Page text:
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Urechites lutea, Vinca lutea, Pentalinon luteum, Yellow Mandevilla, Yellow Dipladenia, Wild Allamanda
Mandevilla x hybrida 'Summer Romance Vining Yellow'

Urechites lutea, Vinca lutea, Pentalinon luteum

Yellow Mandevilla, Yellow Dipladenia, Wild Allamanda
Family: Apocynaceae
Origin: Central America
Vine or creeperFull sunSemi-shadeModerate waterYellow/orange flowersAttracts butterflies, hummingbirdsPoisonous or toxicSeaside, salt tolerant plant

Yellow mandevillas are just recently gaining recognition. The flower color is almost neon yellow throughout. Grows as a vine-like shrub when it is young. Left to it own devices, it develops into a sprawling vine climbing over nearby shrubs, trees and other structures. Flowers are about 2-3 inches across, produced year-round on stem tips, although the plant is not covered with flowers like the Allamanda. There are usually some flowers on the plant all year long. Flowering period: June-October. All parts of plant are poisonous if ingested. Handling plant may cause skin irritation.

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Urechites lutea (Pentalinon luteum) - Yellow Mandevilla

Yellow Mandevilla, Yellow Dipladenia, wild allamanda. Unusual yellow flowers of this mandevilla relative are slightly fragrant and last for a long time. This is pretty cold hardy plant that can take occasional cold spells. It is very vigorous and free flowering in full sun conditions. Easy care, little water needed and not picky about soils. Much better growing than regular mandevillas!

SUNSHINE Megaflor - Bloom Nutrition Booster
This item is certified for shipping to California.
Grown in
10"/3 gal pot
In stock

Utricularia sp., Bladderwort
Utricularia humboldtii

Utricularia sp.

Family: Lentibulariaceae
Small shrub 2-5 ftFull sunSemi-shadeBog or aquaticPink flowersWhite/off-white flowersBlue/lavender/purple flowersYellow/orange flowersSubtropical, cold hardy at least to 30s F for a short timeFlood tolerant

Utricularia is the largest genus of carnivorous plants with more than 220 species that occur throughout the world. They are found on every continent except for Antarctica. Some are terrestrial species found in moist-to-wet, often acid soils, and in sphagnum moss, while others are aquatic, preferring to be floating freely in quiet waters in ponds and ditches. Many terrestrial species in the tropics are epiphytic.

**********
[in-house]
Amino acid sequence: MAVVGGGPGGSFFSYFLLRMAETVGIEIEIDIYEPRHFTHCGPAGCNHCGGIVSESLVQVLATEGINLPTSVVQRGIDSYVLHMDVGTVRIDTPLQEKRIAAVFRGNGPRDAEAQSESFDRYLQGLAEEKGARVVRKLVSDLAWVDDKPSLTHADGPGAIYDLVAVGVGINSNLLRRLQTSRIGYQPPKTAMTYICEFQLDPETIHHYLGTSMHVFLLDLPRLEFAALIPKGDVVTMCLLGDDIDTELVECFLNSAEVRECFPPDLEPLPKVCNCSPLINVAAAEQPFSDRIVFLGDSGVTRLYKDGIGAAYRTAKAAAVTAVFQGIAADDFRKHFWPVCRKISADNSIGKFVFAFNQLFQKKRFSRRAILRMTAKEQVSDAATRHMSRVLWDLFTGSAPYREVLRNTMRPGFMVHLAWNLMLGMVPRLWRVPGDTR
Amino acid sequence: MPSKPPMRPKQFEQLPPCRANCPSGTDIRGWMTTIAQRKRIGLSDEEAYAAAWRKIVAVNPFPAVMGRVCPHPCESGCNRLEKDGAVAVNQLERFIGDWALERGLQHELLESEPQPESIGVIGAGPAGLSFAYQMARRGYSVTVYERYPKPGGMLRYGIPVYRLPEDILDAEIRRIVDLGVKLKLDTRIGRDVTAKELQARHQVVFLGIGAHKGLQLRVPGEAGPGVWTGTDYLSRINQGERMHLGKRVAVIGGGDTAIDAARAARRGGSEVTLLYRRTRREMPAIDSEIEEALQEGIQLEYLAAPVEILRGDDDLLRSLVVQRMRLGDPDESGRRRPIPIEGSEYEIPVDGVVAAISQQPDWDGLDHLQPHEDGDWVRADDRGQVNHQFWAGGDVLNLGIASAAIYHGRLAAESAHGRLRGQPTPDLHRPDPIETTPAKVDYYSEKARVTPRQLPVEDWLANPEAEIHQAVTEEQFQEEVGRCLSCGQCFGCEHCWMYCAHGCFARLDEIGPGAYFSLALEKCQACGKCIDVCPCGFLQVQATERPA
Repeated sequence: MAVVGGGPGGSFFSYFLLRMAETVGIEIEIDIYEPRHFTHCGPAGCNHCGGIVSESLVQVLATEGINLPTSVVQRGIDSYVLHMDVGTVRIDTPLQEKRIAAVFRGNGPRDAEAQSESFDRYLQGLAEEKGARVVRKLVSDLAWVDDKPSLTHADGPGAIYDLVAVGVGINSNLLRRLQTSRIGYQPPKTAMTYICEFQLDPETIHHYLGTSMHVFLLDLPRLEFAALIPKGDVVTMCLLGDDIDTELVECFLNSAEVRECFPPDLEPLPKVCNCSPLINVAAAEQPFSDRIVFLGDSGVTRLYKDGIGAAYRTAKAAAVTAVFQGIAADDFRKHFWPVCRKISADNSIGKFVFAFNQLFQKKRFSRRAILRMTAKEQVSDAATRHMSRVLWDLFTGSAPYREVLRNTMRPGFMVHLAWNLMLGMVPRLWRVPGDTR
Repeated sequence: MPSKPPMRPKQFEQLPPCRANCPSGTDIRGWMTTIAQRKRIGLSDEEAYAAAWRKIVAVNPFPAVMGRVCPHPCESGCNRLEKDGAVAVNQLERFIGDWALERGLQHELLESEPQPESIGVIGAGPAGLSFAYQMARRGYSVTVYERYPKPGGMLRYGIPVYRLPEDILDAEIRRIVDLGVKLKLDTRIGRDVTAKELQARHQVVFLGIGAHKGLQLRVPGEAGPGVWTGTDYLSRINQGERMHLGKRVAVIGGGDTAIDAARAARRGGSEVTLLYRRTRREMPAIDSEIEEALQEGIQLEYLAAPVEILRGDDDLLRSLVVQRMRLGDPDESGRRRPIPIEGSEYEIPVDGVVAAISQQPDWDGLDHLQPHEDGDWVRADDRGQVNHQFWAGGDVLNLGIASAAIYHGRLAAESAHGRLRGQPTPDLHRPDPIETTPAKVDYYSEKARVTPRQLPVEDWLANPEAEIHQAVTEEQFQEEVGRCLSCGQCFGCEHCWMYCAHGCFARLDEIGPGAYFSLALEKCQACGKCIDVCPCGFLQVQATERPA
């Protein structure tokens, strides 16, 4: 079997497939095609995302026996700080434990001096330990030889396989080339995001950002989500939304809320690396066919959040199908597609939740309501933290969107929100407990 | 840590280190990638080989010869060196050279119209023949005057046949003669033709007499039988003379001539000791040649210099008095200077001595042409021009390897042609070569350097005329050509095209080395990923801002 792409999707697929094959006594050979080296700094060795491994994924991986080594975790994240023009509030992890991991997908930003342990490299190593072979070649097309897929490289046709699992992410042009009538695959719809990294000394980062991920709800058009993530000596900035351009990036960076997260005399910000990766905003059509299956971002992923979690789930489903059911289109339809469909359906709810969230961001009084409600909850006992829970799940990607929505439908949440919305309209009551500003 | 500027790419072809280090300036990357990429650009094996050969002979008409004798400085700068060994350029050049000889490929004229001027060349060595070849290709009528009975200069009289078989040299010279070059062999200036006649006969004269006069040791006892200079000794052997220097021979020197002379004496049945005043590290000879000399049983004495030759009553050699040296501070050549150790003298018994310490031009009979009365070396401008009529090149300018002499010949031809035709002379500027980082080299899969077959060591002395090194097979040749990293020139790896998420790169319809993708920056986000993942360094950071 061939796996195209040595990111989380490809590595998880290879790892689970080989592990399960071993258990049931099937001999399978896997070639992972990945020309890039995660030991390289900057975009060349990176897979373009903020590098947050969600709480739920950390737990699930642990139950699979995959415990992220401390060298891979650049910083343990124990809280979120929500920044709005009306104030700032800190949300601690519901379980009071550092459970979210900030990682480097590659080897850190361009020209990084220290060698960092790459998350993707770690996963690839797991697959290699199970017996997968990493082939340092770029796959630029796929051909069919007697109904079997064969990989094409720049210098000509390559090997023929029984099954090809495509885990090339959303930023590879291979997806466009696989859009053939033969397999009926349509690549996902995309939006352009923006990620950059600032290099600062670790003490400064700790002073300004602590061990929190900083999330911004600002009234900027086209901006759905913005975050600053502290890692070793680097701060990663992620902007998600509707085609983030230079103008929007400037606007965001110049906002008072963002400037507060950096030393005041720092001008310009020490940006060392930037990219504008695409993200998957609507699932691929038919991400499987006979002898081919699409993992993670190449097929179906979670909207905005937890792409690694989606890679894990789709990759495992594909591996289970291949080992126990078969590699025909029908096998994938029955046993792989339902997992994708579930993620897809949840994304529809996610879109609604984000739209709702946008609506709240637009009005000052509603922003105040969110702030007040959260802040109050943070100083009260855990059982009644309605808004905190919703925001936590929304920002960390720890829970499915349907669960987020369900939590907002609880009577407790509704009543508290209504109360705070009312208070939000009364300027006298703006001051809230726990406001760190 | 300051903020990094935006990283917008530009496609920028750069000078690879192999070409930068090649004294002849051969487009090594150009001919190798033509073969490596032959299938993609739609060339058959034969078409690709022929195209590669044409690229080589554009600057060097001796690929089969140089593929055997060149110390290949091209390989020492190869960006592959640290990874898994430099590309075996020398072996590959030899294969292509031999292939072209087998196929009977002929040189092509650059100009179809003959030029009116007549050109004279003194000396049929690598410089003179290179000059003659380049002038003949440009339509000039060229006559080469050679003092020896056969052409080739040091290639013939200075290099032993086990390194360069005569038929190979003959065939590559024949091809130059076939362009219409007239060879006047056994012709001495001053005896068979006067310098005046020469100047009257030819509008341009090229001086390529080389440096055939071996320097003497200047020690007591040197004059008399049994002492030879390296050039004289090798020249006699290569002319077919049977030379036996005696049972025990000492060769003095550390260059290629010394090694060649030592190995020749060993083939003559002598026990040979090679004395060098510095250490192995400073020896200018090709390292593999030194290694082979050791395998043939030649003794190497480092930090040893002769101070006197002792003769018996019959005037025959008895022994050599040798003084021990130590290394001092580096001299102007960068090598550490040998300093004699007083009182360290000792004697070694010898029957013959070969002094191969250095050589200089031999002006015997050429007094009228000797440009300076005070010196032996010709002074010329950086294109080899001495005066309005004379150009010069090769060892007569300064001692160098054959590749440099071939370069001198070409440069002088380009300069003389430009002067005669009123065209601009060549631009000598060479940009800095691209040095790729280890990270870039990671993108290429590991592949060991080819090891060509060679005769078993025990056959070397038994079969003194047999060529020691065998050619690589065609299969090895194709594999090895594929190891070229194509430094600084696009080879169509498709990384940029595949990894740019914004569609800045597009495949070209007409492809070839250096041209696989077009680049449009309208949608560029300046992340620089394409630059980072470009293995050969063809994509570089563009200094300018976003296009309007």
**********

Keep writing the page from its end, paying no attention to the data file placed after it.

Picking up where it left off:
The bladderworts present a rather unique morphology. First of all, the plants are entirely rootless -- completely giving up the normal plant way of obtaining nutrients from the root system. Also, the distinction between stem and leaf is often vague, especially in the aquatic species. The trapping mechanism, the bladder, is a modified leaf or a leaf division morphologically, in general conformity with all trapping structures found in carnivorous plants of other genera. The flowers are generally quite colorful and showy for both terrestrial and aquatic species, especially when seen in masses. Some of these flowers compete with those of orchids in their beauty.

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Uvariopsis submontana, Uvariopsis
Uvariopsis submontana seeds

Uvariopsis submontana

Family: Annonaceae
Origin: West Africa
Large shrub 5-10 ftSmall tree 10-20 ftFull sunRegular waterWhite/off-white flowersYellow/orange flowers

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Uvularia grandiflora, Large-flowered Bellwort

Uvularia grandiflora

Large-flowered Bellwort
Family: Colchicaceae   (Formerly:Uvulariaceae / Liliaceae)
Origin: USA
Small shrub 2-5 ftSemi-shadeRegular waterYellow/orange flowersDeciduousSubtropical, cold hardy at least to 30s F for a short time

A little-known plant, perfect for a shady border. Appears in mid-spring, in time to hide dying daffodil foliage. The leaves are a nice bright yellow-green. The pendulous blooms are borne amongst bright green, lanced foliage.

Uvularia grandiflora, Large-flowered Bellwort
Uvularia grandiflora, Large-flowered Bellwort
Uvularia grandiflora, Large-flowered Bellwort
Uvularia grandiflora, Large-flowered Bellwort

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Vachellia cornigera, Acacia cornigera, Bullhorn Acacia

Vachellia cornigera, Acacia cornigera

Bullhorn Acacia
Family: Fabaceae
Subfamily: Mimosoideae
Origin: Central America, Mexico
Small tree 10-20 ftFull sunModerate waterDry conditionsYellow/orange flowersAttracts butterflies, hummingbirdsThorny or spiny

Bullhorn Acacia is best known for its symbiotic relationship with a species of Pseudomyrmex ant (Pseudomyrmex ferruginea) that lives in its hollowed-out thorns. Its species were considered members of genus Acacia until 2005.

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